• Kenlowe fan
  • Original Suzuki radiator

‘Turbo diesels don’t seem to run as hot as petrol cars, so the SJ radiator is more than up to the job,’ says Mark.


  • +2” Pro Comp leaf springs
  • German-built Doetsch Tech long travel shock absorbers
  • Custom-built rear axle brace – prevents axle from twisting under pressure
  • D-Flex shackles at front – sourced from eBay
  • D-Flex shackles recently removed from rear

‘Although the shackles give loads of articulation, there isn’t really any weight on the wheel. It makes things pretty unstable on side slopes,’ Mark admits.

On the up

  • Rubbers Suzuki (www.rubbers- spring-over axle conversion. It inverts relation of spring to axle to increase ride height and provides a reported 5.5” of lift
  • Spacers on propshafts
  • 2ft braided brake hoses, made to order by local hydraulics shop, to account for lift/increased articulation
  • 35mm wheel spacers – if you go higher, you should go wider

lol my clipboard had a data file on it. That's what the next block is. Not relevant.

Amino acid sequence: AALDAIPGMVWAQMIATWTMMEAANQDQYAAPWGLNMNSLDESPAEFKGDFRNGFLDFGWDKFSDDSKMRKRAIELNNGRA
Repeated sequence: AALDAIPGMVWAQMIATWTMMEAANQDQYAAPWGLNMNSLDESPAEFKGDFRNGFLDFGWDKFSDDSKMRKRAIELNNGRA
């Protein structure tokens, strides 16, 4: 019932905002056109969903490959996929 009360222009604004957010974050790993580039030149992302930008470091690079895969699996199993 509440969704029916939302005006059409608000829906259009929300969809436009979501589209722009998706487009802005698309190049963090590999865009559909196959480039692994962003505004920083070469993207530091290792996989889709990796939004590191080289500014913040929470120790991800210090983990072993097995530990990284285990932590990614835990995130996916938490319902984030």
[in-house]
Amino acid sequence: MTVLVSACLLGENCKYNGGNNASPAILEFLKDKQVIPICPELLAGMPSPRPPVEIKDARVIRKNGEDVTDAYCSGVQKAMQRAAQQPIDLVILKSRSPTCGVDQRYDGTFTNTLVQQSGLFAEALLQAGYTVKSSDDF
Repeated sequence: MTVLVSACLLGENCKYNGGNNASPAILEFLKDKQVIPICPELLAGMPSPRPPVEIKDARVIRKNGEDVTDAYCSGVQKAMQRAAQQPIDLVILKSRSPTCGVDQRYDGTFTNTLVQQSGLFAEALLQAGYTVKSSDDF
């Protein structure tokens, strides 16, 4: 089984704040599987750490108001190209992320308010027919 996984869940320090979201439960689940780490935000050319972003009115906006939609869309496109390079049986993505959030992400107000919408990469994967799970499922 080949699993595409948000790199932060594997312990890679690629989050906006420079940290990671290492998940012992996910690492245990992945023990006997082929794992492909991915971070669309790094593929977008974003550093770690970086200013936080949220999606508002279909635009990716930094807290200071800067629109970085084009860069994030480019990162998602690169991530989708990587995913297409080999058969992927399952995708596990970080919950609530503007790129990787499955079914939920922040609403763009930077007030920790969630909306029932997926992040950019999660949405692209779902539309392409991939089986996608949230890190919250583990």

• Inner wheel arches cut out for 33” tyres
  • Brand new Suzuki fuel tank mounted in boot to increase ground clearance


  • Dez fabricated one-off exhaust
  • Straight-through stainless steel exhaust
  • Cherry bomb at end


  • Cobra sports seats
  • Centre cubby box/armrest
  • Ammo box
  • Re-trimmed headliner
  • CD/radio with built-in speakers
  • Fire extinguisher
  • Switches for diesel-specific electrics (e.g. glow plugs)

Bits and pieces

  • 9,000lb winch, on LA Supertrux front winch bumper
  • Rocky Road diff guards
  • Scuttle panel routed snorkel
  • Homemade steel bumper at rear, with integral recovery points
  • Rear-mounted Hi-lift jack
  • Detroit lockers front and rear
  • Land Rover rear lights
  • Homemade rock sliders
  • Rocky Road rear disc brake conversion